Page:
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Trump says he held off on sanctions over Xinjiang camps because of ongoing China trade talks

Trump says he held off on sanctions over Xinjiang camps because of ongoing China trade talks
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President TrumpDonald TrumpMore than two-thirds of Americans approve of Biden's coronavirus response: poll Sarah Huckabee Sanders to run for governor Mexico's president tests positive for COVID-19 MORE said Friday that he held off on imposing sanctions against China over Beijing's detention of Uighur Muslims in Xinjiang province due to ongoing U.S.-China trade negotiations.

During an interview with Axios, the president was asked why his administration declined to impose sanctions over the issue prior to his decision in recent days to sign a bill imposing sanctions on several Chinese officials and calling on the State Department to file a report on Chinese suppression of its Uighur Muslim minority.

"Well, we were in the middle of a major trade deal," the president told the news outlet.

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"And when you're in the middle of a negotiation and then all of a sudden you start throwing additional sanctions on — we've done a lot," he added, according to Axios. "I put tariffs on China, which are far worse than any sanction you can think of."

Trump also said during the interview that no lawmakers had pressured him to impose sanctions against China under previously passed authority granted to him by the Global Magnitsky Act of 2016, a law allowing the U.S. administration to impose sanctions on individuals it sees as human rights violators.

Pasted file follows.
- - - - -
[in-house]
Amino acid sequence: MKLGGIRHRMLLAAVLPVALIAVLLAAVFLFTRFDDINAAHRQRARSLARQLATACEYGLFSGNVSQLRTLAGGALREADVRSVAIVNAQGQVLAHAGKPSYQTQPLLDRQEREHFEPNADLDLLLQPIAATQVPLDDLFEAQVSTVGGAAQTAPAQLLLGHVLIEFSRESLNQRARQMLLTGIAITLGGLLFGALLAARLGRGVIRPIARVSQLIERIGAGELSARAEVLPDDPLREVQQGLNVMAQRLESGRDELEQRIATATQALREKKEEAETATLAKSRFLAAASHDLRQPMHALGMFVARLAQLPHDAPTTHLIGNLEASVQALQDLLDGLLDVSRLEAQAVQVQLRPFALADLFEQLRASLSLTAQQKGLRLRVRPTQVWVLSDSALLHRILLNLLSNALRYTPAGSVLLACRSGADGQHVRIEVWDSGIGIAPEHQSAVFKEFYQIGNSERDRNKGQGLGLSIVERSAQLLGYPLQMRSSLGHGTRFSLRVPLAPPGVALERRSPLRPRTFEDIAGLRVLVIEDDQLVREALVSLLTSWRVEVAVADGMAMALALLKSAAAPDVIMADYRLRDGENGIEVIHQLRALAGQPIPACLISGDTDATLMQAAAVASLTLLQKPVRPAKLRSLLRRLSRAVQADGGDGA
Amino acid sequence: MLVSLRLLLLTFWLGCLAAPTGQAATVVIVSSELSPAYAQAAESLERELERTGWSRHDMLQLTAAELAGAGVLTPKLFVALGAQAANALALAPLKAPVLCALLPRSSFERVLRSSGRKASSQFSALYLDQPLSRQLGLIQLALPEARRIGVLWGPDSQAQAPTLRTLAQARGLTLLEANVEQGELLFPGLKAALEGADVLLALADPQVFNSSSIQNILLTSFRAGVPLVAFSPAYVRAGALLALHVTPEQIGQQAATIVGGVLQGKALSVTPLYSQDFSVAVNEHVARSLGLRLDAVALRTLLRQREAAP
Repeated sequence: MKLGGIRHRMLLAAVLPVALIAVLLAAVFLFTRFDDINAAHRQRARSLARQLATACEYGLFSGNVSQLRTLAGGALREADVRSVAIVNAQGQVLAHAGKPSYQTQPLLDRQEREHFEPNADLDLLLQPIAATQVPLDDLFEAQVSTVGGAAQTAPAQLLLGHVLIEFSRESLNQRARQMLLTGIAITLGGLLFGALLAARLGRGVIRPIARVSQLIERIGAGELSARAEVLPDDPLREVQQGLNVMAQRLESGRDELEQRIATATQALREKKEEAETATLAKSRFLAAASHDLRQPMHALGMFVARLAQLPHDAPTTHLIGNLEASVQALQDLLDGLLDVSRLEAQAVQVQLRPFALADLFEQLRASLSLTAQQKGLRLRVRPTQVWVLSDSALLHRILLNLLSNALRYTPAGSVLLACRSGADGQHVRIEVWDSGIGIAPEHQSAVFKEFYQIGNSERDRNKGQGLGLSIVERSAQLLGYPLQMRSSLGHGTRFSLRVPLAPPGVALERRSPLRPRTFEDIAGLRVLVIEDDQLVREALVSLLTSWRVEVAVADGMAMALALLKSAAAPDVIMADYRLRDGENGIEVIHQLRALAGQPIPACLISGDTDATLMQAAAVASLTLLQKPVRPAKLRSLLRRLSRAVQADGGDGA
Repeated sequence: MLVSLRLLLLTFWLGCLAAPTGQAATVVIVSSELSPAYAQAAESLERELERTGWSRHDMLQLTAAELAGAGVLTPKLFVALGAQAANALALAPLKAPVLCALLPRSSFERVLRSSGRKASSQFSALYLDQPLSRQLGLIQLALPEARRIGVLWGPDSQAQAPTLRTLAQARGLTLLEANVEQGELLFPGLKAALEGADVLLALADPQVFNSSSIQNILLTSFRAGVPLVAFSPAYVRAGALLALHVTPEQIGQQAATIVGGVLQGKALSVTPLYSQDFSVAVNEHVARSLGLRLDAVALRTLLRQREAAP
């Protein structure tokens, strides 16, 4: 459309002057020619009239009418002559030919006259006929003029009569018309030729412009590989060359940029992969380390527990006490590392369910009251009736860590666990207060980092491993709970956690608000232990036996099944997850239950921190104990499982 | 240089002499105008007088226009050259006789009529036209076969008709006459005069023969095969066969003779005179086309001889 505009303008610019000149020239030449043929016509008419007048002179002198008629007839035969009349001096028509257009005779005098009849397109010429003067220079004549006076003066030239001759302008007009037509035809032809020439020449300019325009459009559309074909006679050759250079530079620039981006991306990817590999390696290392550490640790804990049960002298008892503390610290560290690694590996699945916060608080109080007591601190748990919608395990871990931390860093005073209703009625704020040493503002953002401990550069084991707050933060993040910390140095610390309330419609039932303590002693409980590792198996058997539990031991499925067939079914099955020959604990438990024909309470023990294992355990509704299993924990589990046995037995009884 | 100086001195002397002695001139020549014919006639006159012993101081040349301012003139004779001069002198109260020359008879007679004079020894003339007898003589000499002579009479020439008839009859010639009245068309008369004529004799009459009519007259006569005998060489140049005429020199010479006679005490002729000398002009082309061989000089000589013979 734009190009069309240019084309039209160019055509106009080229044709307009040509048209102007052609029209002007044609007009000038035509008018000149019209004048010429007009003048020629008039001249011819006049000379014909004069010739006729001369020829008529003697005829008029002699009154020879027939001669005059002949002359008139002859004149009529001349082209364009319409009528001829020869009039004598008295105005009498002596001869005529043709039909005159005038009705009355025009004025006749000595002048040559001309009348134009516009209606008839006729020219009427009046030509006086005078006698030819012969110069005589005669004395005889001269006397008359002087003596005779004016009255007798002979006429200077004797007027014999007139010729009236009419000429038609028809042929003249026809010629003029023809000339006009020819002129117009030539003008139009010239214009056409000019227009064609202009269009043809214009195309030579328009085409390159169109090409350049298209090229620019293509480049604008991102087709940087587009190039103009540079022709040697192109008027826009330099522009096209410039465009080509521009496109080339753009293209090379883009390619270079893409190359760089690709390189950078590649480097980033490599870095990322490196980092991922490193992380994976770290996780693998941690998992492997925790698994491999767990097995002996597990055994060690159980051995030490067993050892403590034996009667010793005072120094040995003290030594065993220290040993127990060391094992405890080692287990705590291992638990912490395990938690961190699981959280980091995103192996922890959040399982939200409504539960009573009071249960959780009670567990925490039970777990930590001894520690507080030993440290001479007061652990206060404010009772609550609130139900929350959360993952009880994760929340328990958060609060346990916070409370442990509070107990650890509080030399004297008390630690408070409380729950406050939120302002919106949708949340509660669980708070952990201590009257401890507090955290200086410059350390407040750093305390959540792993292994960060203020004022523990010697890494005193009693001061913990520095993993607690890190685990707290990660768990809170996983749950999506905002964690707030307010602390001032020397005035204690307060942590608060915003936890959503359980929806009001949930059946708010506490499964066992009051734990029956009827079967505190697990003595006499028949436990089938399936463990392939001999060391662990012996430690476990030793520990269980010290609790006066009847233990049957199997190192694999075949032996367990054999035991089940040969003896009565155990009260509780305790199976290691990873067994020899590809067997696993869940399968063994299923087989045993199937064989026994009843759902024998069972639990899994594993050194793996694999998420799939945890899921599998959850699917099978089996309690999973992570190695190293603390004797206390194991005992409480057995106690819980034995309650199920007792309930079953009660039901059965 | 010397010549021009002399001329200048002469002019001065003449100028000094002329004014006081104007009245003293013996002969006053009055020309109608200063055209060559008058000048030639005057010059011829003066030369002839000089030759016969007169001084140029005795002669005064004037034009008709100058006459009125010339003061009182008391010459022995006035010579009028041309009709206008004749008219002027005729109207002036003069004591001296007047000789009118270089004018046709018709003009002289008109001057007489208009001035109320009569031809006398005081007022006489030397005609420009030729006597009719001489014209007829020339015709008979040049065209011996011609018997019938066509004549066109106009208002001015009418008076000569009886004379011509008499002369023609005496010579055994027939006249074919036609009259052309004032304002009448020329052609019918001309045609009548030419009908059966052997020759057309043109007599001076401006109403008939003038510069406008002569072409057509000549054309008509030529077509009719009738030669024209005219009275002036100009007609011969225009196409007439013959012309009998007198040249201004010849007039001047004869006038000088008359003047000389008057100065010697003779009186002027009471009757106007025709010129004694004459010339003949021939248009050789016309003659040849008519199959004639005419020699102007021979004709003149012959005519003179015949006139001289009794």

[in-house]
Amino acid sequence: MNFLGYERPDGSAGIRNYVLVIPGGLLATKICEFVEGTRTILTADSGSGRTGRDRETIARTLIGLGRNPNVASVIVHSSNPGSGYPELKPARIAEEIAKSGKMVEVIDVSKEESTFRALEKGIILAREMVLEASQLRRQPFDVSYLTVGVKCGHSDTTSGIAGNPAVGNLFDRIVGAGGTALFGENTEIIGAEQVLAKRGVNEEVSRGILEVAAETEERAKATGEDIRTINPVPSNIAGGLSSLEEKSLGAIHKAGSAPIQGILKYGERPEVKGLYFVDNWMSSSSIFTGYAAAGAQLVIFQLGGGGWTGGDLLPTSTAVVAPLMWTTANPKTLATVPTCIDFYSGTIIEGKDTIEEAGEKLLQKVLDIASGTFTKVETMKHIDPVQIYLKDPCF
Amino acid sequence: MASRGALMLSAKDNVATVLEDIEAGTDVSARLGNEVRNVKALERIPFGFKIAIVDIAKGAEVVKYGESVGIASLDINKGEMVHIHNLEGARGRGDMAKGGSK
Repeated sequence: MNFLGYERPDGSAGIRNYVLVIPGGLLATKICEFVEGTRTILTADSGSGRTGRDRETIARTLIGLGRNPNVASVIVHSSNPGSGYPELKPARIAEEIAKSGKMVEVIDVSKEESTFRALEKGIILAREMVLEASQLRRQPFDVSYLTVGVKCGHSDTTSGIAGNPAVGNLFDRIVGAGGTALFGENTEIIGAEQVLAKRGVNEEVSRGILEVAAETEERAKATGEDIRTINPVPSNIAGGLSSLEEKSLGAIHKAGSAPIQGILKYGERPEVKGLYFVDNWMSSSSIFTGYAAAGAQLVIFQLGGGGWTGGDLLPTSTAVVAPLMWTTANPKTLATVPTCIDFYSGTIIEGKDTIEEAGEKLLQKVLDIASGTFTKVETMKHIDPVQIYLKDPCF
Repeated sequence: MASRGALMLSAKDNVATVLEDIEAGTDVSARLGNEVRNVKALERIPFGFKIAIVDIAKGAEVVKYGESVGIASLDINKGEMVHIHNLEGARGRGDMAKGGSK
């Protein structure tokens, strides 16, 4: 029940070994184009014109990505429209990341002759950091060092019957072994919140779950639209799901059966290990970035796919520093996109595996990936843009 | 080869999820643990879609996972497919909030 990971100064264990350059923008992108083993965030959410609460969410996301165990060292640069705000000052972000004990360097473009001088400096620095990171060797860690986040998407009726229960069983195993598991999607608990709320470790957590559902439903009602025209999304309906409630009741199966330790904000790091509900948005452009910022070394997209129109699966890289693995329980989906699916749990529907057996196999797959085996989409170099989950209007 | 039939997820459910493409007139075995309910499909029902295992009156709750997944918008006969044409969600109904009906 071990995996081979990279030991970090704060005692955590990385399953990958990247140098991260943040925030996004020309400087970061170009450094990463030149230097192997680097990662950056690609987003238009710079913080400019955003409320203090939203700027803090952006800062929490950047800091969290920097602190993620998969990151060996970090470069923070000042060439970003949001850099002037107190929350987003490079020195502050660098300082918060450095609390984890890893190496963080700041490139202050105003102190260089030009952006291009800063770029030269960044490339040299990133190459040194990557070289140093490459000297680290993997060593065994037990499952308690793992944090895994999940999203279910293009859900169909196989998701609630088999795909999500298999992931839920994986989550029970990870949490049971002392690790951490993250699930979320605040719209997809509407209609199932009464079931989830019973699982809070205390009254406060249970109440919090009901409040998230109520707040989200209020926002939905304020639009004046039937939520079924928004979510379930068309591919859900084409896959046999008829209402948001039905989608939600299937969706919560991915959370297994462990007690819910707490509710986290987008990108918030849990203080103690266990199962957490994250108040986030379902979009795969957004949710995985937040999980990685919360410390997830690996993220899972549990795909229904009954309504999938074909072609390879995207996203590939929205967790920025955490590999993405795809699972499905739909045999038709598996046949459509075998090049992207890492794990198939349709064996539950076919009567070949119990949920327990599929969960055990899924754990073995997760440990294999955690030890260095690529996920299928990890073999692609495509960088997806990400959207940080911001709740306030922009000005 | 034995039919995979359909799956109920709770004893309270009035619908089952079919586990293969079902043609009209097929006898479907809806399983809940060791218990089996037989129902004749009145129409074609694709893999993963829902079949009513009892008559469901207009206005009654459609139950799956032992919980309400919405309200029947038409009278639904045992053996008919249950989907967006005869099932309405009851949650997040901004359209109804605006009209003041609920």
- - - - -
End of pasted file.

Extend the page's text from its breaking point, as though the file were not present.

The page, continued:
"If somebody asked me, I would take a look at it," he told Axios. "But nobody's asked me. I have not been spoken to about the Magnitsky Act. So if somebody asks me about it, I'd study it. But at this moment, they have not asked me about it."

In book excerpts made public the same day the president signed the legislation, his former national security adviser John BoltonJohn BoltonPence, other GOP officials expected to skip Trump send-off NSA places former GOP political operative in top lawyer position after Pentagon chief's reported order After insurrection: The national security implications MORE claimed that Trump had encouraged Chinese President Xi Jinping to construct the widely condemned camps that human rights experts say are being used to indoctrinate Uighur Muslims.

“According to our interpreter, Trump said that Xi should go ahead with building the camps, which Trump thought was exactly the right thing to do,” Bolton wrote, according to the excerpts. “The National Security Council’s top Asia staffer, Matthew Pottinger, told me that Trump said something very similar during his November 2017 trip to China.”